Josh Goldman/CNET

A Lenovo-designed active pen is included, too, and there's unique software for notetaking so you can take advantage of the two displays. For example, you can watch a video conference on one screen while you take notes on the other. And when you're done working, the stand doubles as a carrying case to hold the pen and keyboard. 

Lenovo Yoga Book 9i dual-screen laptop closed with its keyboard and pen wrapped up for travel in the laptop's folding stand.
Josh Goldman/CNET

Powered by 13th-gen Intel Core processors, the Yoga Book 9i will start at $2,100 and is expected to be available starting June 2023. Availability for the UK and Australia wasn't announced but the price converts to approximately £1,765 or AU$3,110. 

Watch this: Lenovo Goes All-In on OLED and E Ink Laptops and Tablets at CES

The ThinkBook Plus has been around for a few years now and is a completely different take on a dual-screen laptop. The second-gen model was a traditional laptop with the exception of an E Ink display on its lid. The Gen 3 model switched things up by putting a secondary 8-inch display next to the keyboard. For the new ThinkBook Plus Twist, Lenovo went back to the Gen 2 design but this time used a color E Ink display and put the displays on a rotating hinge.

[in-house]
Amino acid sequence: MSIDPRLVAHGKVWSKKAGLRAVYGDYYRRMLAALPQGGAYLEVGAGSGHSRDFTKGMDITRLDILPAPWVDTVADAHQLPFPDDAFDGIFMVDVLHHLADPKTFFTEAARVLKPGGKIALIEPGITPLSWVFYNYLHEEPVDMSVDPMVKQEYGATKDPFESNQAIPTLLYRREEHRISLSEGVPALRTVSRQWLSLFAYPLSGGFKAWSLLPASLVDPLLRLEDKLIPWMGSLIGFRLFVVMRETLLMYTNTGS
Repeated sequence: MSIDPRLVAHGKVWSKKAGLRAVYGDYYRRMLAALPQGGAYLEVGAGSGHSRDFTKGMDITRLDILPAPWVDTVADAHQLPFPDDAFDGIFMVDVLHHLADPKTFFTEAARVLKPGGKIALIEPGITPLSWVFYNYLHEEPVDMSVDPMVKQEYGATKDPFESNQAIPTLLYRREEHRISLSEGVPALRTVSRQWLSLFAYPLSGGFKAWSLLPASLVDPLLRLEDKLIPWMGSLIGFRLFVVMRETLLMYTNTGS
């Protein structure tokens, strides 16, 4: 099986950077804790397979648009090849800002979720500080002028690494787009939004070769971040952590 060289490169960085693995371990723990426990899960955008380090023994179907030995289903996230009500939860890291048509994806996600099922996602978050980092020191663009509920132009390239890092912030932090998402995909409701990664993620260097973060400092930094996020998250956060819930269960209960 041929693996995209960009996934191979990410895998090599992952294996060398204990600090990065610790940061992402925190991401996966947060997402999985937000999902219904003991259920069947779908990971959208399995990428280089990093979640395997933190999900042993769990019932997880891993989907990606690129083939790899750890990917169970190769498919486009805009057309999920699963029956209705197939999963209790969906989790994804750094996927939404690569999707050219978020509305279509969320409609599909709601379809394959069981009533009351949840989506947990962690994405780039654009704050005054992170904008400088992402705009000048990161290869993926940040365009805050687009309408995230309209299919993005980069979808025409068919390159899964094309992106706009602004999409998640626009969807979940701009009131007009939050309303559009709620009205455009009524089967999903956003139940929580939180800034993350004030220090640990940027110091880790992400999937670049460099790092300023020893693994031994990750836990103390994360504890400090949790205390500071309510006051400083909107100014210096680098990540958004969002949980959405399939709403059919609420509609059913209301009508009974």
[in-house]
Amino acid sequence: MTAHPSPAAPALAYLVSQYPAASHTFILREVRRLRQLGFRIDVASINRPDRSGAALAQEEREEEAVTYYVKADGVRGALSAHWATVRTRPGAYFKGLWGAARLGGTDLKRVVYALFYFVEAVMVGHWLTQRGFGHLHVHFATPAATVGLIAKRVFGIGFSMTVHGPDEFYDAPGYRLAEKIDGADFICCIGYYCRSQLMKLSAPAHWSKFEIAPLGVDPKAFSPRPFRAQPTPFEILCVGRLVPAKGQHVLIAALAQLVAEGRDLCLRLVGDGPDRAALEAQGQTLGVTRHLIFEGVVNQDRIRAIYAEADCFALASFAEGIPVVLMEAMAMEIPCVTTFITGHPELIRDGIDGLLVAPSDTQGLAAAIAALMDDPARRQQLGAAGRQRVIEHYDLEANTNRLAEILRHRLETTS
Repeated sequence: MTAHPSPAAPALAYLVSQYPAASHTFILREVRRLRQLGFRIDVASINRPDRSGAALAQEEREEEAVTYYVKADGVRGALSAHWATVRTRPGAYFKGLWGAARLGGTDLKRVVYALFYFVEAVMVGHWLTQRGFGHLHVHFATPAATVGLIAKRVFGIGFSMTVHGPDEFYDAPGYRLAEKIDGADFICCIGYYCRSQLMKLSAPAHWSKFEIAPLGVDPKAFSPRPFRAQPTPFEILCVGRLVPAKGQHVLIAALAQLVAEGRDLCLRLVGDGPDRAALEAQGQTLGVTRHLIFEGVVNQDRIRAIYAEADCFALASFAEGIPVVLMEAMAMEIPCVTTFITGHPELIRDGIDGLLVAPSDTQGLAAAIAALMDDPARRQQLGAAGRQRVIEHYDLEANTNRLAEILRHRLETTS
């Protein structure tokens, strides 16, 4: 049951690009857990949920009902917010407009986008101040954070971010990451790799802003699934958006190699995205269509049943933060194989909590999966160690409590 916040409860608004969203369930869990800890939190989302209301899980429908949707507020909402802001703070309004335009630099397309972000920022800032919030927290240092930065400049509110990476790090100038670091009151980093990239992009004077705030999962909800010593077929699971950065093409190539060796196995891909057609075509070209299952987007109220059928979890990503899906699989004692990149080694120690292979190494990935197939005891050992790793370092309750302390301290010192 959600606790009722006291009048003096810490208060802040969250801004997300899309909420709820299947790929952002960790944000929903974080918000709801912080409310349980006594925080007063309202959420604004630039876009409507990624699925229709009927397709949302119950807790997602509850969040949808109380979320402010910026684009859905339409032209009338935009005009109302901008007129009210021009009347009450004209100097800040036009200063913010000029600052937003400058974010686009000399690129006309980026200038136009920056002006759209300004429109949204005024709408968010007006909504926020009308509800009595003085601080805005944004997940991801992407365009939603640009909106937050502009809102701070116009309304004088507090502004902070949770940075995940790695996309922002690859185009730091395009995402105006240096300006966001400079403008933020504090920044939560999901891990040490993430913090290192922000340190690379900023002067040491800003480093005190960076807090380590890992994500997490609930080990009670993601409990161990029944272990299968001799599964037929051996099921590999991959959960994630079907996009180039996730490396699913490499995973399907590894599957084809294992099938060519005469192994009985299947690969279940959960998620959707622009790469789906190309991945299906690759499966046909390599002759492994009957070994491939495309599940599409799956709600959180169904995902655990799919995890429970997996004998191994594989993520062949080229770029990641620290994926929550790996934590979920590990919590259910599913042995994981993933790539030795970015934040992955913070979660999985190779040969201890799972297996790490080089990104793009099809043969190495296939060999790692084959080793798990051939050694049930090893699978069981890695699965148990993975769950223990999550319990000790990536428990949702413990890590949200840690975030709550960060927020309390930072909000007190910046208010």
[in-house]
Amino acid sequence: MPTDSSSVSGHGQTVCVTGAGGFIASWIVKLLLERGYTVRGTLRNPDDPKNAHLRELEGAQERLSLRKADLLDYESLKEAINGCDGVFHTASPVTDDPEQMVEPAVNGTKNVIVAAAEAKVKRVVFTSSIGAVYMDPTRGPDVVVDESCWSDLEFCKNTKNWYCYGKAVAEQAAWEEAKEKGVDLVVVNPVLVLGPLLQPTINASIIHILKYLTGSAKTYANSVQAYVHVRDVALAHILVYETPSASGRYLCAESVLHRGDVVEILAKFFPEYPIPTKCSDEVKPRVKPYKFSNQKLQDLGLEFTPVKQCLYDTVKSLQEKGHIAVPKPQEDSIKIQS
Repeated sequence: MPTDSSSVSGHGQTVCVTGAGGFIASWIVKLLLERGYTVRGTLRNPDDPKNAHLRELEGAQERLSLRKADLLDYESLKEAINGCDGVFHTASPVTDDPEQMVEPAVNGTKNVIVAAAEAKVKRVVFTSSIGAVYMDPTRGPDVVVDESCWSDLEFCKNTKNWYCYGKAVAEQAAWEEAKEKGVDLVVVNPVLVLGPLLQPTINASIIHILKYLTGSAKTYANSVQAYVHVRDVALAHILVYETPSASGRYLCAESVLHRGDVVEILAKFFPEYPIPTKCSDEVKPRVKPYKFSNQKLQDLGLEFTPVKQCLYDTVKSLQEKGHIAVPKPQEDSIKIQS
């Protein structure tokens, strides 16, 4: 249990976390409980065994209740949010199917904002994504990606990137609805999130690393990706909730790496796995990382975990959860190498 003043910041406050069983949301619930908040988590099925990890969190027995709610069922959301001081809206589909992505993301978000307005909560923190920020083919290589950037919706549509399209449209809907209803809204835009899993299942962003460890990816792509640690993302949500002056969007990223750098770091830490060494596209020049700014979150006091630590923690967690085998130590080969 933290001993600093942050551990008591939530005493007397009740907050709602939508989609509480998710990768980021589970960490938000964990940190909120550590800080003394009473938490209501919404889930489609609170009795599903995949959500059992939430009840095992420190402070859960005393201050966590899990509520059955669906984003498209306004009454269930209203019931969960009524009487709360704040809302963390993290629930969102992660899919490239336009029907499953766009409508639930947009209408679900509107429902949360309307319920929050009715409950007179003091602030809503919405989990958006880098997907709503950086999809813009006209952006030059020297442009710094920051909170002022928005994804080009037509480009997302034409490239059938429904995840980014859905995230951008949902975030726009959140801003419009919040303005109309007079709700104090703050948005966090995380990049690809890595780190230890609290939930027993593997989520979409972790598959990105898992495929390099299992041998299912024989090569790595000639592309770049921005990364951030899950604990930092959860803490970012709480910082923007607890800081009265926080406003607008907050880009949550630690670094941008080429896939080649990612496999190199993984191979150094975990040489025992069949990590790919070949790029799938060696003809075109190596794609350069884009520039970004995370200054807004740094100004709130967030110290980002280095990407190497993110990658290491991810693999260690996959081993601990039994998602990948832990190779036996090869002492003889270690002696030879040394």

Lenovo ThinkBook Plus Twist showing its color E Ink display slightly turned on its rotating hinge.

The color E Ink display on the ThinkBook's lid can be rotated and used as your main display with Windows 11. 

Josh Goldman/CNET

So the laptop has both a 13.3-inch 2.8K OLED display and a 12-inch E Ink touch display. When you rotate the E Ink screen to be in front of the keyboard, it turns off the OLED and switches the E Ink screen to the main display for Windows 11. Unfortunately, you can't have the displays mirror each other, which might be handy for commercial uses or giving presentations. 

Lenovo ThinkBook Plus Twist showing its color E Ink display.

The E Ink display has its own software when rotated to the outside. 

Josh Goldman/CNET

Both displays work with the bundled pen. The E Ink display is handy for jotting down a quick note like a list of action items in a meeting without opening the laptop. It can also be used for notetaking, checking your e-mail and calendars, keeping an eye on notifications and so on. And if the display rotates, you can also do all of that stuff with the main OLED display and much much more. 

Lenovo ThinkBook Plus Twist on its rotating hinge.
Josh Goldman/CNET

So why make it rotate? When I asked Lenovo that question, the answer was more or less so that the E Ink could be used for reading and keeping an eye on things without opening the laptop, but also the OLED could be used in tablet mode for streaming video or drawing or anything else where using the OLED screen as a tablet makes more sense than the E Ink. And E Ink sips power, so you could also use it to get simple office work done in Windows when your battery's running too low to use the OLED. 

Look for the Lenovo ThinkBook Plus Twist in June starting at $1,649.